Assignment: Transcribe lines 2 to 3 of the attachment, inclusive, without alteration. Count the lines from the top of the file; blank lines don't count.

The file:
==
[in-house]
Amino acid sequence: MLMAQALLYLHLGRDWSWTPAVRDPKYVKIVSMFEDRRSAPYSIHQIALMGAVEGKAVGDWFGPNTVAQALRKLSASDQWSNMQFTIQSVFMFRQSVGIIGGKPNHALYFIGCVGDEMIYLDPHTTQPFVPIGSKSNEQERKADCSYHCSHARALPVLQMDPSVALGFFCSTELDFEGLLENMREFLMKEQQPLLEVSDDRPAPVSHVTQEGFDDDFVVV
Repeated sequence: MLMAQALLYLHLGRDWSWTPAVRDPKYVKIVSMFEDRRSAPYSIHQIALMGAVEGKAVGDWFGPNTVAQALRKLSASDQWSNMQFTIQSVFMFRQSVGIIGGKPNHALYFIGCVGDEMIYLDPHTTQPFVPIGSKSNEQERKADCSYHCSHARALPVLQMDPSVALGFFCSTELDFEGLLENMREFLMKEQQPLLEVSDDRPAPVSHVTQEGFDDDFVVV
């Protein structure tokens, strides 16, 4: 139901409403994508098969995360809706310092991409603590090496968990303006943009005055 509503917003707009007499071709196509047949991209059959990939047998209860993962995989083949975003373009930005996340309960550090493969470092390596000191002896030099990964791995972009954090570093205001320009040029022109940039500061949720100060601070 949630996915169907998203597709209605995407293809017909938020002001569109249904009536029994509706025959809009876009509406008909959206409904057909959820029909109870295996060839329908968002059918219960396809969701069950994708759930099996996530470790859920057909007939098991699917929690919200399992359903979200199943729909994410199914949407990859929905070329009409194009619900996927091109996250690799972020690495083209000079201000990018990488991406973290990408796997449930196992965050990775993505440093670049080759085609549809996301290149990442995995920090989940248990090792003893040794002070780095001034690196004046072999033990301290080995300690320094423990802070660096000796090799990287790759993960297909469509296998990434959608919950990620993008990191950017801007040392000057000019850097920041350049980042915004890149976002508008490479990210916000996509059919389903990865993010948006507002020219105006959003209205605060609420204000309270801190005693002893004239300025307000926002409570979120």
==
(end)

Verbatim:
Amino acid sequence: MLMAQALLYLHLGRDWSWTPAVRDPKYVKIVSMFEDRRSAPYSIHQIALMGAVEGKAVGDWFGPNTVAQALRKLSASDQWSNMQFTIQSVFMFRQSVGIIGGKPNHALYFIGCVGDEMIYLDPHTTQPFVPIGSKSNEQERKADCSYHCSHARALPVLQMDPSVALGFFCSTELDFEGLLENMREFLMKEQQPLLEVSDDRPAPVSHVTQEGFDDDFVVV
Repeated sequence: MLMAQALLYLHLGRDWSWTPAVRDPKYVKIVSMFEDRRSAPYSIHQIALMGAVEGKAVGDWFGPNTVAQALRKLSASDQWSNMQFTIQSVFMFRQSVGIIGGKPNHALYFIGCVGDEMIYLDPHTTQPFVPIGSKSNEQERKADCSYHCSHARALPVLQMDPSVALGFFCSTELDFEGLLENMREFLMKEQQPLLEVSDDRPAPVSHVTQEGFDDDFVVV